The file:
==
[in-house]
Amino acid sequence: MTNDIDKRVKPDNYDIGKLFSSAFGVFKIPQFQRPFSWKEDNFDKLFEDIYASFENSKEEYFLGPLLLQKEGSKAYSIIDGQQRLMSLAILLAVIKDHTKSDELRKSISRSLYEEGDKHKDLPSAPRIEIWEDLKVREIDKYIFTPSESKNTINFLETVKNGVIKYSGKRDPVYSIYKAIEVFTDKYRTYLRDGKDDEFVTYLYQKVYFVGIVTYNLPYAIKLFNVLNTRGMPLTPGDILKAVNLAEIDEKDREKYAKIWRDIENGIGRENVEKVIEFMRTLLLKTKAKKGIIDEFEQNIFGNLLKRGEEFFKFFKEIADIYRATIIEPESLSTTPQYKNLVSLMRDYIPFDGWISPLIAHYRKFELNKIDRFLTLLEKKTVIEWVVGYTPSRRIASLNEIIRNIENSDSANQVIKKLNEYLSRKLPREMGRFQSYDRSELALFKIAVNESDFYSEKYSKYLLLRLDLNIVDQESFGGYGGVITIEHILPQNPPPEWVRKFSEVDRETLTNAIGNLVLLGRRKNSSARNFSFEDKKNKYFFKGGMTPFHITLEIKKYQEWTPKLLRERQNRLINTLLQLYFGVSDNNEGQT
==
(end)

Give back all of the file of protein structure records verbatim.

[in-house]
Amino acid sequence: MTNDIDKRVKPDNYDIGKLFSSAFGVFKIPQFQRPFSWKEDNFDKLFEDIYASFENSKEEYFLGPLLLQKEGSKAYSIIDGQQRLMSLAILLAVIKDHTKSDELRKSISRSLYEEGDKHKDLPSAPRIEIWEDLKVREIDKYIFTPSESKNTINFLETVKNGVIKYSGKRDPVYSIYKAIEVFTDKYRTYLRDGKDDEFVTYLYQKVYFVGIVTYNLPYAIKLFNVLNTRGMPLTPGDILKAVNLAEIDEKDREKYAKIWRDIENGIGRENVEKVIEFMRTLLLKTKAKKGIIDEFEQNIFGNLLKRGEEFFKFFKEIADIYRATIIEPESLSTTPQYKNLVSLMRDYIPFDGWISPLIAHYRKFELNKIDRFLTLLEKKTVIEWVVGYTPSRRIASLNEIIRNIENSDSANQVIKKLNEYLSRKLPREMGRFQSYDRSELALFKIAVNESDFYSEKYSKYLLLRLDLNIVDQESFGGYGGVITIEHILPQNPPPEWVRKFSEVDRETLTNAIGNLVLLGRRKNSSARNFSFEDKKNKYFFKGGMTPFHITLEIKKYQEWTPKLLRERQNRLINTLLQLYFGVSDNNEGQT